View from City Road: Labour champion of consumers

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Life is unfair. If Labour lays out precisely what its fiscal plans are, as John Smith did as Shadow Chancellor before the April 1992 election, it alienates all those people who would be asked to pay more. It may even alienate those who would not pay more, but who suspect that Labour would not stop there.

But if Labour is not specific, the Conservatives can accuse it of being vague (as Michael Portillo did yesterday) and of having a secret agenda. This is not merely the legacy of Labour's past predilection for lollipop politics - every interest group gets a lick. It is a common problem faced by left-of-centre parties in North America and Europe. Taxing- and-spending is out of fashion.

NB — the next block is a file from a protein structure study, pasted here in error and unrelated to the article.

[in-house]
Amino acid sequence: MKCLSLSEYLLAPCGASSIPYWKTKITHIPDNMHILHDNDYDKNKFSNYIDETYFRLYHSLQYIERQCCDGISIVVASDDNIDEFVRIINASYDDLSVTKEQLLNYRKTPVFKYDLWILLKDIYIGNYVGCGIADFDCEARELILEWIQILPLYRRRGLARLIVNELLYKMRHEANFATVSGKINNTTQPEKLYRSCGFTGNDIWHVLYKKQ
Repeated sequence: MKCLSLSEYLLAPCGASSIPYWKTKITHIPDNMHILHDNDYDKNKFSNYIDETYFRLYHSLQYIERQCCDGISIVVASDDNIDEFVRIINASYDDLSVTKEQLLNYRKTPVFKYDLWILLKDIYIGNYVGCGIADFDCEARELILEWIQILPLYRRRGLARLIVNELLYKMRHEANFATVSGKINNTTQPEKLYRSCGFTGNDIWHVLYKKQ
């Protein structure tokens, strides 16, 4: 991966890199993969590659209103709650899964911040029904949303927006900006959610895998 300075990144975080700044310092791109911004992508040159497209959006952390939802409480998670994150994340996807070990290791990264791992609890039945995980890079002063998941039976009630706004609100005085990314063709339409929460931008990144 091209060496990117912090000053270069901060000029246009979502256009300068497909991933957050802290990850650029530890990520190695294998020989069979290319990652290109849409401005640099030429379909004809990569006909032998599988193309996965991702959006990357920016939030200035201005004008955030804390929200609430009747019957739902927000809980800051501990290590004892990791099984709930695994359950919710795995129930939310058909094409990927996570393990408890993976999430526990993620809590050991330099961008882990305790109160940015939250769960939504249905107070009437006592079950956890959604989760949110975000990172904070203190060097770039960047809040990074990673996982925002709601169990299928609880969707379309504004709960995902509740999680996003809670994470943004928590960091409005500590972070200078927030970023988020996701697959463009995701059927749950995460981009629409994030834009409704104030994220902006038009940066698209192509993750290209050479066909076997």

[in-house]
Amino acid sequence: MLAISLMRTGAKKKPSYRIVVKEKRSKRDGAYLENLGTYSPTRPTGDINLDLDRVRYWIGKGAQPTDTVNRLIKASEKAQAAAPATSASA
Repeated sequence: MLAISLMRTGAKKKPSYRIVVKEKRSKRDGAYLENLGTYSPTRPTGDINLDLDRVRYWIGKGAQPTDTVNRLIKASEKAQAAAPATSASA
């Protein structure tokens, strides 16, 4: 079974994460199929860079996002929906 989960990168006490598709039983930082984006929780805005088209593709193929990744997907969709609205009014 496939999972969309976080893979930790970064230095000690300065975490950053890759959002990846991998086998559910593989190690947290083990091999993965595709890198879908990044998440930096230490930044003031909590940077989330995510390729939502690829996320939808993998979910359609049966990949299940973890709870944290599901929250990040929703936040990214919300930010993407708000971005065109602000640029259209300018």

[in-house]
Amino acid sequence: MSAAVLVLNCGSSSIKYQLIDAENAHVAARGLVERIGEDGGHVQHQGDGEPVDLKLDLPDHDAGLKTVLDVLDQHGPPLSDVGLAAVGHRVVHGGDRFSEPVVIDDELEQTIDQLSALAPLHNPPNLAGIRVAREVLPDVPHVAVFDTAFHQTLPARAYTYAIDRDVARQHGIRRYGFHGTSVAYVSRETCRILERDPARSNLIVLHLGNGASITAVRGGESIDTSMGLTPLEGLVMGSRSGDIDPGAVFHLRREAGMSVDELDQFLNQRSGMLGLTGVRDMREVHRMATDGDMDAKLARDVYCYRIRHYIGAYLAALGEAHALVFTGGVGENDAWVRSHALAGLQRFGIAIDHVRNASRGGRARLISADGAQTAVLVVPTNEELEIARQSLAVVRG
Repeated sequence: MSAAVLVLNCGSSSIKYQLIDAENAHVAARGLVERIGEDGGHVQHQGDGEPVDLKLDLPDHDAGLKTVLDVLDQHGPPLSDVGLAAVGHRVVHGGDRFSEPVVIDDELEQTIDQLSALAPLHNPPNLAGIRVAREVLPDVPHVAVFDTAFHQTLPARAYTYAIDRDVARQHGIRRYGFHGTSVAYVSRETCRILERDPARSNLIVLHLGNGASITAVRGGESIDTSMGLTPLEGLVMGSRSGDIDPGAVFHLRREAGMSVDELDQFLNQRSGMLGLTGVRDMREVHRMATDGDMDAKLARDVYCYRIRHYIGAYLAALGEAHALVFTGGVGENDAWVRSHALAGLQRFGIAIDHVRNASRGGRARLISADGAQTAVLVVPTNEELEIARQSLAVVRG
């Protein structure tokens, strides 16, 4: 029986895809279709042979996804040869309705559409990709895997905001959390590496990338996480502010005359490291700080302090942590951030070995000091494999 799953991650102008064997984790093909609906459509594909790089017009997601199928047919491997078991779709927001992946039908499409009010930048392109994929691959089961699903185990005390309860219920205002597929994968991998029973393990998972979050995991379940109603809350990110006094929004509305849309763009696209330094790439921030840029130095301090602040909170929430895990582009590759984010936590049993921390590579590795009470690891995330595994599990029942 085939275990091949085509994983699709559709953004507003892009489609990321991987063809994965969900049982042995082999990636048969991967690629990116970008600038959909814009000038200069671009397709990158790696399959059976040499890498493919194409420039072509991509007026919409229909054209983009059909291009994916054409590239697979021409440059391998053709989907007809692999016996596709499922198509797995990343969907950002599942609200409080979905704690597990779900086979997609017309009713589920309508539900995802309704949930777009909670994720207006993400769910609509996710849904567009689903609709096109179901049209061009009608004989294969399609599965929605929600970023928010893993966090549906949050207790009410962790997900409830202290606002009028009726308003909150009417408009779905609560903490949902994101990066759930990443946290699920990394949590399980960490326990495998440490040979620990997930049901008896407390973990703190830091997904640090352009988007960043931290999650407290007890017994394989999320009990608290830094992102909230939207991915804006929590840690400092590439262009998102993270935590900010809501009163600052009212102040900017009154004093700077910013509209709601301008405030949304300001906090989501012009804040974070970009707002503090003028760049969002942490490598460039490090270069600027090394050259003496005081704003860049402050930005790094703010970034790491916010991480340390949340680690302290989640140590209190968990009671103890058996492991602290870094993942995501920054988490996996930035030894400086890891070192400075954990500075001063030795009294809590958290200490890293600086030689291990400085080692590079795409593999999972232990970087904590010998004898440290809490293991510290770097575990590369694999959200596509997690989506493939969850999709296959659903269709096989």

If there were easy answers to the left's marketing problem, Gordon Brown, the Shadow Chancellor, would have found them. As it is, Mr Brown is treading a careful line between some interesting specific ideas and some very hazy principles.

But this caution is unlikely to work. Mr Brown may have to paint himself much more clearly as a champion of consumers rather than the erstwhile defender of producer and trade union interest.